Miles/Hr is derived from Miles, but Mi/Hr doesn’t measure distance, now does it?
IIRC, Current is a measure of how many electrons per second, while colomb is a simple count (number of electrons) right?
Wasn’t the original metre meant to be based on something nice and standard like the polar circumference of the earth?
Temperature is just average energy, so that’s derived. Distance is just imaginary time (and vice versa). And if you really wanted to, you could define mass in terms of distance (e.g. amount of mass required to produce a black hole with radius 1 meter= 1 black-hole-mass). So the number of basic units is actually very small.
While these are indeed basic units, they are not base units in the sense of being independent. I see only two (maybe three) independent units in your list: second, and ampere (and maybe mass). And I’m not sure about ampere. A mole is not, strictly speaking, a unit, any more than “dozen” or “pi” is a unit. A mole is simply a number. A very, very large number, but a number nonetheless. It is dimensionaless. Intesity is just energy divided by time. The rest I have already dealt with.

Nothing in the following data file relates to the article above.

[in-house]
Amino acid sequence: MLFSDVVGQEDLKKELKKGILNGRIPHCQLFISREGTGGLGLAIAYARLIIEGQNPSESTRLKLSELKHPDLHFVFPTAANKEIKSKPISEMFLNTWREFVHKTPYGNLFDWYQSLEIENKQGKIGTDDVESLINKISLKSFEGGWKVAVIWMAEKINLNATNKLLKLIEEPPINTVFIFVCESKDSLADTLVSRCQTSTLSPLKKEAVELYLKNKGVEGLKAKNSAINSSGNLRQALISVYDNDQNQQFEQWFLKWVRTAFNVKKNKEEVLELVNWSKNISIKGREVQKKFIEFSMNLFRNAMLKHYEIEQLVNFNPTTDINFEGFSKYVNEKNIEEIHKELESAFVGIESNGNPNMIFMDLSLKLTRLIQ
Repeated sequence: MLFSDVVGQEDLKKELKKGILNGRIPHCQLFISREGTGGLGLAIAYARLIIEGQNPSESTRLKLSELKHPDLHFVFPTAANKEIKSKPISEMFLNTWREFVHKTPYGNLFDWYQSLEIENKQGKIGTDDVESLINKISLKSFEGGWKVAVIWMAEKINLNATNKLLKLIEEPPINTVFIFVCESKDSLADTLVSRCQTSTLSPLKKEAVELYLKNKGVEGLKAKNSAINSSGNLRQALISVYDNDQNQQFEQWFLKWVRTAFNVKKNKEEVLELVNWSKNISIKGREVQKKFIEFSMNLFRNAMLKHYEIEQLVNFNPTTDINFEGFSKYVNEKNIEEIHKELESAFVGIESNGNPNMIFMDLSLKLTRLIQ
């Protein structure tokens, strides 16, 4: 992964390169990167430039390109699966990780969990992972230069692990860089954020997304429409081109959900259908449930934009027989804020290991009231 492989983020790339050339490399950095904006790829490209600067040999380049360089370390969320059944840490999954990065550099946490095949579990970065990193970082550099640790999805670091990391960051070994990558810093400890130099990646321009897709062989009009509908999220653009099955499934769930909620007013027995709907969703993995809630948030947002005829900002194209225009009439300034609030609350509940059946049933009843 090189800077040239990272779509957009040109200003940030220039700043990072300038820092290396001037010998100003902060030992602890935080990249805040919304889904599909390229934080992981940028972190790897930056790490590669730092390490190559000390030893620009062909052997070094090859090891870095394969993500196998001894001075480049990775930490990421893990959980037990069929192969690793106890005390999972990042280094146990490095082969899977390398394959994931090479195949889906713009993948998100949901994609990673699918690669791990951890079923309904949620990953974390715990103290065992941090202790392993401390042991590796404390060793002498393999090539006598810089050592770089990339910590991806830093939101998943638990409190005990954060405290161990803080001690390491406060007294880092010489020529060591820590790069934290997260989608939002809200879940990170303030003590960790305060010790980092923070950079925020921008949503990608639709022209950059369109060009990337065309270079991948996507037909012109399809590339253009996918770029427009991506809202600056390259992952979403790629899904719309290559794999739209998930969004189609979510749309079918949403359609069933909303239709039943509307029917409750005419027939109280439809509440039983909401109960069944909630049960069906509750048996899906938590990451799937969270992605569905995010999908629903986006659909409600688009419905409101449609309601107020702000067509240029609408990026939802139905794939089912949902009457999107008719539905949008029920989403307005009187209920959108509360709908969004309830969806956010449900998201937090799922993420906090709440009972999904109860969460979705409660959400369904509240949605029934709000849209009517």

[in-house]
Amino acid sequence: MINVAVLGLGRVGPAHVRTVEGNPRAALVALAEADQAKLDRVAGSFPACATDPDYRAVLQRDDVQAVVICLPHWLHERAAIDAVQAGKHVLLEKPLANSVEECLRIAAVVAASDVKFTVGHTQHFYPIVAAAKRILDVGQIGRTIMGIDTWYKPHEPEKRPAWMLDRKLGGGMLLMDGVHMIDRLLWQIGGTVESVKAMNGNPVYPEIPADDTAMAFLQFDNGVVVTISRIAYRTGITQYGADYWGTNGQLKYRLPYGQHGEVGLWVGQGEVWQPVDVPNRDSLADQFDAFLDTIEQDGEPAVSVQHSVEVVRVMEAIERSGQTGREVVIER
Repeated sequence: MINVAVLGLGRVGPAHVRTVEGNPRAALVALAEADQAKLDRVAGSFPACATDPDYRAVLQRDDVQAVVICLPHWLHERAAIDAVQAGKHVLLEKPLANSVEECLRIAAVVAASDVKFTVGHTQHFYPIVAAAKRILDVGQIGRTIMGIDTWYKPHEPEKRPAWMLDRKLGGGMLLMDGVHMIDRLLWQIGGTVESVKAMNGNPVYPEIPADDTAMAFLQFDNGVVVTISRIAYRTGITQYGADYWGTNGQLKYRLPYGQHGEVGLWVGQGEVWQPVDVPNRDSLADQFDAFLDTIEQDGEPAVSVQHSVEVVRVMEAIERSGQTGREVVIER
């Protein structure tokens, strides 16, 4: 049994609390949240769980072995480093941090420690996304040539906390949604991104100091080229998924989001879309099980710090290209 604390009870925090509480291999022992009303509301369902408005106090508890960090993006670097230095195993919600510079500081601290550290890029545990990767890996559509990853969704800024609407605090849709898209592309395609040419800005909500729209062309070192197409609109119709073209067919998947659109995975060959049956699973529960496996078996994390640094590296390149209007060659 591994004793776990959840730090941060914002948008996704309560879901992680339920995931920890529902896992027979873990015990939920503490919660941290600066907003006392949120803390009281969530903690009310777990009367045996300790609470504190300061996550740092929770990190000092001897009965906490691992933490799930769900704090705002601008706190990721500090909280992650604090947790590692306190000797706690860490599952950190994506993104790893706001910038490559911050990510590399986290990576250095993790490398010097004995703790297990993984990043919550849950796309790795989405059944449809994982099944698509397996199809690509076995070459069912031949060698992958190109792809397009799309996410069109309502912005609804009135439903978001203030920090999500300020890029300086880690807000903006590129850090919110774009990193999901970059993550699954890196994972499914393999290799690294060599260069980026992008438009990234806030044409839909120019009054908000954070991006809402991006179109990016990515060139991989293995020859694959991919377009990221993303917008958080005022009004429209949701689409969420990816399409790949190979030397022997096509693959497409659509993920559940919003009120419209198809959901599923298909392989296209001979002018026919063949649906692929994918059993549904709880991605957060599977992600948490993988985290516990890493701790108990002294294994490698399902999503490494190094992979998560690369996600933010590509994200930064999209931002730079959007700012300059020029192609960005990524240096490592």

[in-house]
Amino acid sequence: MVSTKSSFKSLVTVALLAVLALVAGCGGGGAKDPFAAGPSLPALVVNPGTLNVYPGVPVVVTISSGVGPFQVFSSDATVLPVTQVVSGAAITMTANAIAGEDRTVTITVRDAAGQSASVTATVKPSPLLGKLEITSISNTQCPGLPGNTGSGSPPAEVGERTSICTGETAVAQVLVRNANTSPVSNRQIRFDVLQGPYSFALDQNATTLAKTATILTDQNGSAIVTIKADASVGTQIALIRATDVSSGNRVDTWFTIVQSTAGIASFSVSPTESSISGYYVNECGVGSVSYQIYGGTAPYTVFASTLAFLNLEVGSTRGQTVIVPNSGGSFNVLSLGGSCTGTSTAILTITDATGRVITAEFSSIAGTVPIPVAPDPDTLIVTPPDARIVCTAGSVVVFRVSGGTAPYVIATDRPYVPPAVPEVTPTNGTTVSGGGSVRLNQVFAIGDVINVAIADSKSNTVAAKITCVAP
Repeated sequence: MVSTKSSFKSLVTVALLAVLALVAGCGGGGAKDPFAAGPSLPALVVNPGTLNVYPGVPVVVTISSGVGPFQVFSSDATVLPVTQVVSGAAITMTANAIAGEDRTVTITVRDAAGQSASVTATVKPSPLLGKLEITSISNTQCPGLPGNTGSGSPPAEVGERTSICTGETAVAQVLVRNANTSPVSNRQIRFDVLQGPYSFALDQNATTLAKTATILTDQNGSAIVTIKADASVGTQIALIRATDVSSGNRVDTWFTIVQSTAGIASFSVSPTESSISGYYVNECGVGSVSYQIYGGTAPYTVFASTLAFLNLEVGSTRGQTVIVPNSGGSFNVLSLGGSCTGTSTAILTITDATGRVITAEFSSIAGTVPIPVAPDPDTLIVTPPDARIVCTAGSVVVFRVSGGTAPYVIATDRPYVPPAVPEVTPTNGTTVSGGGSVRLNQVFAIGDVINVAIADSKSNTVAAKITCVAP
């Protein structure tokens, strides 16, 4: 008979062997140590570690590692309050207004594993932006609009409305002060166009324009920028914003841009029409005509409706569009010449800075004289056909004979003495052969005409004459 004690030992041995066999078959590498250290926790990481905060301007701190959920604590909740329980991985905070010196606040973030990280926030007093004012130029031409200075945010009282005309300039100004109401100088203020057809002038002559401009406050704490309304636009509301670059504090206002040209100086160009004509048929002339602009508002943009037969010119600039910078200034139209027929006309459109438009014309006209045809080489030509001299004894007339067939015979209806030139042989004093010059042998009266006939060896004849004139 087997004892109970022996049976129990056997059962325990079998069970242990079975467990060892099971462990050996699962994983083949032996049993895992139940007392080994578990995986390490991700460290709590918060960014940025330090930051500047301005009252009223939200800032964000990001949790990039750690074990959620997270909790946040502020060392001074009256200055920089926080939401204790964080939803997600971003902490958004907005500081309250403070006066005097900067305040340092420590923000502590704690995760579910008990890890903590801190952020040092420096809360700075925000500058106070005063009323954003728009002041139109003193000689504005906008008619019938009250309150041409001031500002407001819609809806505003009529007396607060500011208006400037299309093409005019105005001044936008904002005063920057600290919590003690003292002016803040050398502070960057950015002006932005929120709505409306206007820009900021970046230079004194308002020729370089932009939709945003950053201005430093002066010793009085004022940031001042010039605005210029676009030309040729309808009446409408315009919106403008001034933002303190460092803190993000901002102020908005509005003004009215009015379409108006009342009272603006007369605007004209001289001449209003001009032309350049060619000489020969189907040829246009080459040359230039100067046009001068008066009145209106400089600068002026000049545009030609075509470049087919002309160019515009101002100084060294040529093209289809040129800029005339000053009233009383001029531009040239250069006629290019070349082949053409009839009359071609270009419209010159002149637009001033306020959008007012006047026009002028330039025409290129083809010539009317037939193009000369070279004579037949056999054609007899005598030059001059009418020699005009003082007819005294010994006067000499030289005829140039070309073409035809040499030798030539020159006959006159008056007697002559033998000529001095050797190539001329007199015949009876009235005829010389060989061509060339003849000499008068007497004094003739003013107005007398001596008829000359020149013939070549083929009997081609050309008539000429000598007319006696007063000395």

Well, a kilowatt(energy) is derived from a watt(power) and an hour(time). On the other hand, a joule-per-second(power) is derived from a joule(energy) and a second(time). Which is more valid? As long as your basic units are independent and span the needed dimensions, it doesn’t matter what they are. Amperes are easier to meaure than Coulombs, so physicists have decided to declare Coulombs the derived unit.
I was commenting on this post:
If coulombs measure Current, then Mi/Hr would measure Distance, right?
Hint: I’m saying that Colombs do not measure Current, as subtly as I can…
The coulomb is a quantity like the mole, equal to some absurdly large amount of charge?
e = 1.602x10[sup]-19[/sup] Coulombs, where e is the charge of a single proton (an electron has a negative charge of equal strength). So 1 Coulomb is the charge from 1.602x10[sup]19[/sup] protons.
Thankyou for that. I didn’t know exactly what value the aforementioned absurdly large number had.